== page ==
Welcome to Free-Thought Fridays!
This week’s Musings covers events from the week of Saturday, December 5 – Friday, December 11. I have not written a Musings post since June! I took a brief hiatus to rebuild this beautiful website. But, I am back now. Let’s dig in.
We are in the final days of fall season preparing to enter winter. Y’all ready?
This week there is Hanukah, vaccine chatter, and the end of my Fall 2020 Semester.
I made it!
This week, one of my oldest friends turns 35.
I am grateful for long friendship as we just celebrated 20 years.
My top ten (shareable) thoughts in this week’s rhapsody of Ms. Jae’s Musings:
PhD Jae. I did it. I submitted my doctoral apps to each grad school on my list. Applying to doc programs is no small undertaking and I experienced an obstacle or two along the way, yet I still pushed through. To celebrate my efforts, my partner treated me to a fancy-schmancy meal at Ruth’s Chris. Who doesn’t love being celebrated, right? Especially with fine dining, excellent cocktails, and my favorite dessert! The Chilean sea bass was everything and I promise they had the best lemon drop I have ever tasted. Wish me well. I expect acceptance letters soon. Keep you posted. #justcallmedrjae
The Curriculum Queen. My team and I are preparing to release Our History Revealed™: Africans in Modern America Volume II this month. The 36-week history program is written for Grades 7-12 and includes a lesson guide for parents and a history journal for students. To better support homeschooling families, I also divided the curriculum into seven units available for individual purchase. Parents can now spend intentional time on a concentrated history topic or save money if they are not yet committed to investing in a full curriculum.
The first two units, “Early Twentieth Century” & “WWI, The Harlem Renaissance, and The Crash,” are ready for you to download from my shop. There is no other history curriculum on the market that has lessons which intentionally recognizes and celebrates both The Black Woman and The Black Man but Our History Revealed™. Look for them in either Volume II, Part I or Unit II. You are in for a treat. #culturaleducator
Witty Writers. This semester I had the pleasure of teaching a group of eighth graders how to write their first formal essays. If your child needs to learn how to write, you want me as their teacher. I am great, but I make my students even greater! This week I hosted our final class where I invited family and friends to serve as our live audience. My students delivered their essays as speeches and recited “Harlem” by Langston Hughes. It was amazing! Their families stayed after class dismissed to chat with me, sing their child’s praises, and boast of my work. It was the best part of my day.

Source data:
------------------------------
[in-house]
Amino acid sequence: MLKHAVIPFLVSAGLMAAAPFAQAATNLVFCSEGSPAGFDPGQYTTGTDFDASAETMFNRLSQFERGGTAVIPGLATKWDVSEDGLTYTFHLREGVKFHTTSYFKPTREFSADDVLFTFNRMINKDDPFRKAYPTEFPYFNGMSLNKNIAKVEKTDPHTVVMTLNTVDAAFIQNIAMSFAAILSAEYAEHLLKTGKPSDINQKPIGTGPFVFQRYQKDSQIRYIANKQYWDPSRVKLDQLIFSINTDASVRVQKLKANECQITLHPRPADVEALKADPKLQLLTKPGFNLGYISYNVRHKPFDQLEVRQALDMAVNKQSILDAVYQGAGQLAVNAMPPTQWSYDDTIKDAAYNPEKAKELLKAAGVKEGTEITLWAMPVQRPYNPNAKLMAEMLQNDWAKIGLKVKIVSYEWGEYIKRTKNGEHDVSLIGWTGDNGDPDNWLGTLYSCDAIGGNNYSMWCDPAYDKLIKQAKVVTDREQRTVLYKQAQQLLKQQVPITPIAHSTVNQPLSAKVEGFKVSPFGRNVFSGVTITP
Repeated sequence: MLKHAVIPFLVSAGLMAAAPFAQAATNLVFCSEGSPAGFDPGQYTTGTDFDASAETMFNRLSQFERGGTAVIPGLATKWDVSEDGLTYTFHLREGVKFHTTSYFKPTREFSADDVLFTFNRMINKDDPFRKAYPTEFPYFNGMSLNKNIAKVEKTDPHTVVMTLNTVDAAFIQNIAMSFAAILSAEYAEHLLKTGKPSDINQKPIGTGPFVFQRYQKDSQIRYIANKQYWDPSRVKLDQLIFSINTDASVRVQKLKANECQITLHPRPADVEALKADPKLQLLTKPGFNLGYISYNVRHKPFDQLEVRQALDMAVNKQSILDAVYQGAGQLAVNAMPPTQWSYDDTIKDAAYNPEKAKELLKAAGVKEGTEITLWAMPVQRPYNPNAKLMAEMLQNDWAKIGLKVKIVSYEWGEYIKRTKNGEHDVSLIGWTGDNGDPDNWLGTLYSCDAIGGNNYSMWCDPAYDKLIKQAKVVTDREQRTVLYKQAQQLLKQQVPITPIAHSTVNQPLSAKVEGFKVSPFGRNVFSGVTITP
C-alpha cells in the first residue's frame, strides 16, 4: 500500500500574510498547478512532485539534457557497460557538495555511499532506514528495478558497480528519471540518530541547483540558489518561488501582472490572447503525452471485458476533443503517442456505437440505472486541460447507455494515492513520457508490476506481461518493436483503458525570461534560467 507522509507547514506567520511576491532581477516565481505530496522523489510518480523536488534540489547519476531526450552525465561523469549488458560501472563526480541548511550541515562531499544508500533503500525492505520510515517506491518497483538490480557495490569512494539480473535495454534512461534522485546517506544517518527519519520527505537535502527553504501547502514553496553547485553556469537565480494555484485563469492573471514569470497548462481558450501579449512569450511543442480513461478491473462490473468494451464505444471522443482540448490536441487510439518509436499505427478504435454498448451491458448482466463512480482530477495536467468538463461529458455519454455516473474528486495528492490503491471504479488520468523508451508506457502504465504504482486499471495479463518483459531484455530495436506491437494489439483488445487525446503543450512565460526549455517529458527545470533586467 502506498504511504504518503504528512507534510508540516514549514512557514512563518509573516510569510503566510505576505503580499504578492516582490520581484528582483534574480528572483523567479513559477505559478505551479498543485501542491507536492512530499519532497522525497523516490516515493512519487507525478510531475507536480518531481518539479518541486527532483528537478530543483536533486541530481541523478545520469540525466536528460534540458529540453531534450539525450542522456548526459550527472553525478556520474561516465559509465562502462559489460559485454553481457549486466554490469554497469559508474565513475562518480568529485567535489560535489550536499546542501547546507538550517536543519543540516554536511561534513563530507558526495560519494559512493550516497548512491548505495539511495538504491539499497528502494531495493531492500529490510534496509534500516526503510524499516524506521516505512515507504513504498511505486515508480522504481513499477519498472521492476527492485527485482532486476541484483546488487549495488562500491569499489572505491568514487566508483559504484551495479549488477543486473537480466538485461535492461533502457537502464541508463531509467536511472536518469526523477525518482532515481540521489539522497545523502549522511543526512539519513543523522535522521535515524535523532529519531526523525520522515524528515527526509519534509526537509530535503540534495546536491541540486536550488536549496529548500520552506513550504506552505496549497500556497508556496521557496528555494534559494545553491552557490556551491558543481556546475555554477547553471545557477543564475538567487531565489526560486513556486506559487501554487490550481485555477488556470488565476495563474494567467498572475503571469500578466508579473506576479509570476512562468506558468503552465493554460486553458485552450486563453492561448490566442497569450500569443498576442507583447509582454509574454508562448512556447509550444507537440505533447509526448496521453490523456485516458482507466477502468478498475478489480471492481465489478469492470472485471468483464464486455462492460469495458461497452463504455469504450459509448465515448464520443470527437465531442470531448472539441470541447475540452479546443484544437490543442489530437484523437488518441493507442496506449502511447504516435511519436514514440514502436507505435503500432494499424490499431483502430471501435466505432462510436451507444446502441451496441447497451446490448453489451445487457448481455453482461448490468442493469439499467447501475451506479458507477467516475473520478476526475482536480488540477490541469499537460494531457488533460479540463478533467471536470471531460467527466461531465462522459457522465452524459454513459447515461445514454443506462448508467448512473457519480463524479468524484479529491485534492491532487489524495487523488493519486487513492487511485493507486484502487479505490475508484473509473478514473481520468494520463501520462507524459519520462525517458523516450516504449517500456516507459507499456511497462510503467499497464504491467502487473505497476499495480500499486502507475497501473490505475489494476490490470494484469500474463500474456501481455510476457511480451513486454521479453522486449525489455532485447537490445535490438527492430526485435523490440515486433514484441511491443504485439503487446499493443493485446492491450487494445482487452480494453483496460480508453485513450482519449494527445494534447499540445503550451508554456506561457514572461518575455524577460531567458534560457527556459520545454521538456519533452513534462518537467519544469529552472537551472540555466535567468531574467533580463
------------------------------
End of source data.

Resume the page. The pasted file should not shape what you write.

Two fathers expressed that “the money we pay you is money well spent” and “this class was worth the money and more.” Black fathers and their money seldom part, so this meant the world to me! All the mamas and extended family were impressed and loved my work, but my favorite email was “Thank you for all of your support and pushing this semester. You have truly created a safe space for all learners to thrive. See you in the Spring.” The only thing better than being recognized for your work is having a first-time parent turn into a repeat parent. My heart is so full that I am ending the semester on this high note. #borntoteach
Lip Color Lover. I have been a no make-up girl. Not for any other reason except that I like my own natural look and I do not want to invest the time or money many women pour into jazzing up their faces. While I am still mostly this way, I am in love with lip color in my 30s. Go figure. It’s the least time-consuming and my cheapest beauty product. I heard The Lip Bar was THE place to try. For Black Friday, I stocked up on (what looked like) my favorite lip colors. I loved all of my colors, but I think this brown is my favorite. I chose this color to wear out to my doc app celebration dinner, and I was totally feelin’ myself. I adore how much I evolve and the new things I am constantly learning about myself. Check me out. #ilovebeingme
Boss Lady. The only thing in business that excites me more than making money is collecting free money. So, when I spotted an eligible business grant opportunity, I was all over it. (If you run a legit and formalized business, either dedicate time or hire an admin to curate free money opps for your business. There is free money out here and you should get in on it. You’re welcome.) I found a perfect match and submitted my application. In the first round, the selection committee chooses the finalists. Then, the community votes on the winner. Once I make the finalist list, I’ll post the voting link and ask for your support. Wish me well. P.S. If you have a woman-owned business, check out this grant. #grantsaregoals